In part 1, I discussed how early life may have arisen. In this part I will comment on one of the aspects of current terrestrial life - that of molecules symmetry or 'handedness'.
Molecular handedness, which chemists call Chirality, is a property of the 4 bonds which a carbon atom can form. If a particular carbon has 4 different groups of atoms attached to it, then there are two ways of attaching them such that one is a mirror image of the other. These are the two chiral forms, which are referred to as D- or L-isomers depending on the particular arrangement. In the 'skeleton' form of the amino acid Leucine, shown below, triangles mean the bond is pointing towards the viewer and the 'ladder' is a bond pointing away.
In terrestrial life, amino acids are almost exclusively the L-form and sugars are usually the D-form. There have been references to this in science fiction, such as the Arthur C. Clarke short story Technical Error where a scientist accidentally has his molecules changed to the opposite chirality and he is unable to metabolise any food.
If amino acid molecules are created by normal non-biological processes, there is usually a 50:50 mix of the D & L molecules (called a racemic mixture). Somehow, back when life was first beginning, there must have been a selective pressure on one form over the other.
Samples of amino acid have been retrieved from meteorite fragments and these turned out to have an excess of the L-isomer. Experiments have shown that polarized light can produce such a slight excess so conditions may have accidentally selected for a particular isomer and we are left with the legacy of those conditions.
Earlier this week there was a discussion on the Simon Mayo show on Radio 2 which was about what would happen if the moon disappeared. This was prompted by a discussion of the film Despicable Me and the sequence where the moon was stolen.
It reminded me of a theory which stated that life wouldn't have developed on Earth if the moon didn't exist. The tides caused by the moon would have stirred up the precursor molecules and hastened any chemical reactions which would have led to life. An alternative version of this theory was presented in Star Trek: The Next Generation, where Q took Captain Picard back to the early Earth. Picard stirred up a 'soup' of organic molecules which mixed together to create life.
This week's science posting is in two parts. Part 1 covers a few theories about how life arose on Earth. Part 2 goes into a bit more detail on the molecules of life.
How Life came to Earth
There are two main theories on how life started on Earth: It came from Outer Space, and it started here on Earth. I will briefly describe the two approaches.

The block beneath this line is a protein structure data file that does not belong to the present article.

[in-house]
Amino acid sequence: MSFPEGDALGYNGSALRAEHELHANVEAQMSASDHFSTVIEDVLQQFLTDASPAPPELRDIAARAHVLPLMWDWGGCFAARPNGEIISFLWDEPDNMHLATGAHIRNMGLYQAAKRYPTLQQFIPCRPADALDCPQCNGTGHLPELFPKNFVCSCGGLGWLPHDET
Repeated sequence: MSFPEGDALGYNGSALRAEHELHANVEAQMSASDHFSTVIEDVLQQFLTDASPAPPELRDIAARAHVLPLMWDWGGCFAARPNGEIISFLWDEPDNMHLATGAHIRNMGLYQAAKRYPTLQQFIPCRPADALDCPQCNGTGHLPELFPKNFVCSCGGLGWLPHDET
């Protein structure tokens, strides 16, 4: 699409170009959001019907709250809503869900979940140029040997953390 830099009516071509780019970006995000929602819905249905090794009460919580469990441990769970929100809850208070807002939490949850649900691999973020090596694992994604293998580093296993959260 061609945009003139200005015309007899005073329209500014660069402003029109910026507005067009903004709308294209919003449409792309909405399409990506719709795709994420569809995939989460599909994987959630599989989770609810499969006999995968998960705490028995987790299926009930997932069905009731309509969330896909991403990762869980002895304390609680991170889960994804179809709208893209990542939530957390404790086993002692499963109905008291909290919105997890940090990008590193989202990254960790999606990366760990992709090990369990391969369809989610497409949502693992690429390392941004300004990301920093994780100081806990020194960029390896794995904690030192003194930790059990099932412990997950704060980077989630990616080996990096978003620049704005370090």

This theory claims that life came to Earth from elsewhere in the universe, and that there could be related organisms elsewhere in the galaxy. The approach was popularised by astronomers Fred Hoyle and Chandra Wickramasinghe, who believed that the process was still continuing today and that terrestrial outbreaks of disease could be caused by microbes brought to Earth by comets.
It certainly appears possible that life could be brought to Earth this way. Experiments have taken place where microbes have been taken into orbit and exposed to space where they have been exposed to cosmic rays. This took place in 2008-2010 when a piece of rock was fixed to the outside of the International Space Station. Space is a very harsh environment compared to the surface of the planet: there is no water or oxygen, and no ozone layer or atmosphere to protect against the harsh light from the sun. When the rock was brought back to Earth, laboratory tests showed that the bacteria had survived.
The surface of a comet is fairly hospitable by comparison. There might not be much of an atmosphere most of the time but there is some water and hydrocarbons which could provide a source of food. When the comet approaches the sun and warms up, clouds of gas billow out which could scatter any bacteria across the solar system where some could eventually arrive on Earth.
Evidence for Panspermia
Sadly there is no firm evidence for panspermia. No extra-terrestrial bacteria have been identified and there are no confirmed cases of bacteria of any kind being detected in comets. The closest we have is a meteorite which landed in Antarctica which has been identified as coming from Mars. This is the famous Allan Hills rock (known as ALH 84001) which had tiny features which looked like bacteria. Unfortunately these 'fossils' are much smaller than terrestrial bacteria so the identification as martian bacteria is not universally accepted.
Problems with Panspermia
While panspermia is theoretically possible, there is no evidence that it has taken place or that bacteria is present elsewhere in the solar system. The main problem is that it doesn't explain how life actually began, it only moves the problem to somewhere else, so even if panspermia is true, there is still the problem of how life began in the first place.
2. Terrestrial Abiogenesis
Abiogenesis is the process by which life arises from non-living matter. If life arose on Earth, rather than arriving from space, then the building blocks and conditions must have been present early in the Earth's history. The traditional view can be grossly over-simplified as: slowly over billions of years, different molecules reacted together to eventually create molecules capable of life.
This process might sound like a lottery - pick a molecule, see if it works, if it doesn't then try again. In reality the process is more likely to have been gradual: pick a molecule, if it doesn't work then modify it slightly and try again. This is more like the old Mastermind board game where you picked coloured pegs and tried to guess where your opponent placed them, or the Battleships game where you had to guess the locations of the boats. If a solution is 'almost correct' then it will be used as the basis for the next attempt, instead of throwing it away and starting again.